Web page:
Bushyhead said the Lumbee vote could sway the results. “I think it can. I really do.” And that’s why he urges people to vote. He dismisses the notion that people’s votes don’t matter, a feeling that has been expressed both on the Cherokee Indian Reservation and in Lumbee territory. “My election as a commissioner and my election as chair proves the falsehood of that.”

Four Directions got its start in 2002 with voter registration drives. Semans said that his wife worked for Sen. Tim Johnson, D-South Dakota in 2000, and he noticed at the victory celebration there were no Natives on stage, and no tribal representatives either. He has since sought to engage tribes and their members in the political process. “It was no longer the parties who were going to take credit for native participation.”

Semans also said his work in Arizona with the Navajo Nation helped elect Kyrsten Sinema, D-Arizona. He felt they could make a similar impact in the Ninth District. “The Lumbee tribe is the deal breaker.”

Pearlean Revels, Lumbee, is chair of the Robeson County Democratic Party. While Revels didn’t feel the Lumbee vote swayed things one way or the other, she praised the work of Four Directions. “For a special election it was a pretty good turnout. I’m pleased with the turnout. I think they did a great job. They worked real hard.”

While Godwin couldn’t say where he felt most of the tribal members were leaning up to Election Day, but he said Lumbee voters were motivated by the issues affecting them, most notably obtaining federal recognition. Other issues of importance were disaster recovery, disaster threat response, housing and housing for homeless vets. “Our people vote their hearts and their convictions. It could go either way.”

Semans’ daughter Donna Semans, Director of Grassroots Organization for Four Directions, said it’s hard to say what issues got voters to the polls, but she said, “Votes were tossed last time. That’s what brought some in.”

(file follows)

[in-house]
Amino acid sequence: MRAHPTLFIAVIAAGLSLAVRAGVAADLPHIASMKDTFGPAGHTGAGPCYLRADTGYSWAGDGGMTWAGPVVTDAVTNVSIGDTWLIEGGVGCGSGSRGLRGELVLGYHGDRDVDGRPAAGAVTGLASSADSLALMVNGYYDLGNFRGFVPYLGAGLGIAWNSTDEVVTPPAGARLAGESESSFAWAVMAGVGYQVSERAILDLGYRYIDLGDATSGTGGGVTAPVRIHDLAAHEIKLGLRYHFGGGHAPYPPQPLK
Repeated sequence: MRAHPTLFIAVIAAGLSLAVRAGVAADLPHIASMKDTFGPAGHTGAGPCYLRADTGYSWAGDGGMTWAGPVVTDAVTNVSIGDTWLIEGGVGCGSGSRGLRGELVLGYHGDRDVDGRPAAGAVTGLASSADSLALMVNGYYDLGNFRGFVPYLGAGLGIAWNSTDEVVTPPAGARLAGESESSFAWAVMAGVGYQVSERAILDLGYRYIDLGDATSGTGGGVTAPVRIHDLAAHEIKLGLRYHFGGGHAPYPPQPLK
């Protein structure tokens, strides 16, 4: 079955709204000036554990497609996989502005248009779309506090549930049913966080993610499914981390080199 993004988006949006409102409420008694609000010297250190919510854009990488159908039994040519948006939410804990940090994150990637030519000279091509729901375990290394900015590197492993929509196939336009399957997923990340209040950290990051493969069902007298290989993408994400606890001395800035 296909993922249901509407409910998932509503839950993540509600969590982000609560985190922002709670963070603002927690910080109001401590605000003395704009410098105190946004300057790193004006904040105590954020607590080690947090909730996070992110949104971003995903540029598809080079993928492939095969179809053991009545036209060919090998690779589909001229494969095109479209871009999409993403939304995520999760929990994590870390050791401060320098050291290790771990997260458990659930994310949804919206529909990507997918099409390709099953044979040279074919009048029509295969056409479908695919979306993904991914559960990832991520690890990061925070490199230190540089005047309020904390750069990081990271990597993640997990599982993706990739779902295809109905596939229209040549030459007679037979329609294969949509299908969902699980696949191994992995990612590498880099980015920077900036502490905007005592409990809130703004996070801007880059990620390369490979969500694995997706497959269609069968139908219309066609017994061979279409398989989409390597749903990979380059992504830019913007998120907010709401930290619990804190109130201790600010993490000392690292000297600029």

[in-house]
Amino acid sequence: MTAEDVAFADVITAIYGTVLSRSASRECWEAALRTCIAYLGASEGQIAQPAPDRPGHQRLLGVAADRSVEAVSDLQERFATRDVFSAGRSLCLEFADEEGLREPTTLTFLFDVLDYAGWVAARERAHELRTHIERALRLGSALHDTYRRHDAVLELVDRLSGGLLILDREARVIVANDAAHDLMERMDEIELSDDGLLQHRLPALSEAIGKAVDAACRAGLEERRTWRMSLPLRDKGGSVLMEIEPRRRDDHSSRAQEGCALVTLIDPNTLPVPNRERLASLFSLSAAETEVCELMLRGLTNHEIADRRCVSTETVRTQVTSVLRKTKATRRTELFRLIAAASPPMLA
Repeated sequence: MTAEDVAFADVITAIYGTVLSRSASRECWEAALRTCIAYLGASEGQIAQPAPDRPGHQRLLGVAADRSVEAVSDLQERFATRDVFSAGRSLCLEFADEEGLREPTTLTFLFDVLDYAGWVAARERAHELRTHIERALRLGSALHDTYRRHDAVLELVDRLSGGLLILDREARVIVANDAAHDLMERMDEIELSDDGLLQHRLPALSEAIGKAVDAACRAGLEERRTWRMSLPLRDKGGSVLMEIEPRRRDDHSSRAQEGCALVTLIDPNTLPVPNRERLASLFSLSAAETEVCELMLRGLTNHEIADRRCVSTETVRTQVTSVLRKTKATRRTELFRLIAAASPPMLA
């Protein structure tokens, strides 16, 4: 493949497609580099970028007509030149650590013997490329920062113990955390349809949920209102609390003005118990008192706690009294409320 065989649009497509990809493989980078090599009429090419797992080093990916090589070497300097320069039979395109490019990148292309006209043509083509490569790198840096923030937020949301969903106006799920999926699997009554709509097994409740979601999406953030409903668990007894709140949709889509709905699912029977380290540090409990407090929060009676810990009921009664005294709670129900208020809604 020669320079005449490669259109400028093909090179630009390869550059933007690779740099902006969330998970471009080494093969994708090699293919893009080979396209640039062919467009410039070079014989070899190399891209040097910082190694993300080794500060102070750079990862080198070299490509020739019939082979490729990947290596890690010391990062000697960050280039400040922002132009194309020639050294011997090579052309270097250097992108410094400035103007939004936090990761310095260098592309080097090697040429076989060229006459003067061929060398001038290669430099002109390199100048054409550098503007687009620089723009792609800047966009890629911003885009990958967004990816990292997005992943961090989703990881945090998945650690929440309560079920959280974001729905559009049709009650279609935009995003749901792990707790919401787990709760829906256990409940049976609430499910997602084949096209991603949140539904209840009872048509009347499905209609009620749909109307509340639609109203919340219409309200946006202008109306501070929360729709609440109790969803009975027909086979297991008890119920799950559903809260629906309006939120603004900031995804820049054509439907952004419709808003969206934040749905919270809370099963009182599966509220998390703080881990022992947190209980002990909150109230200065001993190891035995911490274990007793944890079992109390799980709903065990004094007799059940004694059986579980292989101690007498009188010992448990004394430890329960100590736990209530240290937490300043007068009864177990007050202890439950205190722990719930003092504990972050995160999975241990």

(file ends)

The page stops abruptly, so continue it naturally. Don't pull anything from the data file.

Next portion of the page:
Four Directions never tries to sway the results in any particular direction, nor do they tell people how to vote. “All we want them to do is cast a ballot,” the elder Semans said, and he stands on his record. He said there never has been a time when they didn’t increase turnout by 100 percent or more. “We point to areas where we worked before, where we able to increase the native turnout.” He points to the increase in the number of Native Americans in state offices, school boards and other local offices. “That’s a positive thing. We are making great strides.”

While Godwin acknowledged that it’s difficult to get people to turnout for any election, he still urged his tribe to be engaged and participate. He joined the call of others to go to the polls and vote. With 55,000 enrolled members, the Lumbees are a large voting bloc in the state. “Your one vote can a make a difference.”

The elder Semans said their work paid off. “I’m pretty happy that the tribe got do something. The people were very successful. Of course we had a little bit to do with it.” He plans to continue with the same plan in 2020. “It proves that our 2020 plan will work. We plan on repeating tonight. It’s not a party issue. It’s a native issue. And natives spoke loud and clear.”

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Joseph Martin is a former editor and staff writer for The Cherokee One Feather in Cherokee, N.C., and former associate editor and staff writer for the Cherokee Scout in Murphy, N.C. and Andrews Journal in Andrews, N.C. He is a member of the Eastern Band of Cherokee Indians.

Cover: Dan Bishop, a Republican, won North Carolina's special election Tuesday. (Campaign photo.)

Comments (2)
No. 1-2
Ragutman
Ragutman

This article is missing critical information: what was the Lumbee voter turnout and did it swing for Bishop or McCready?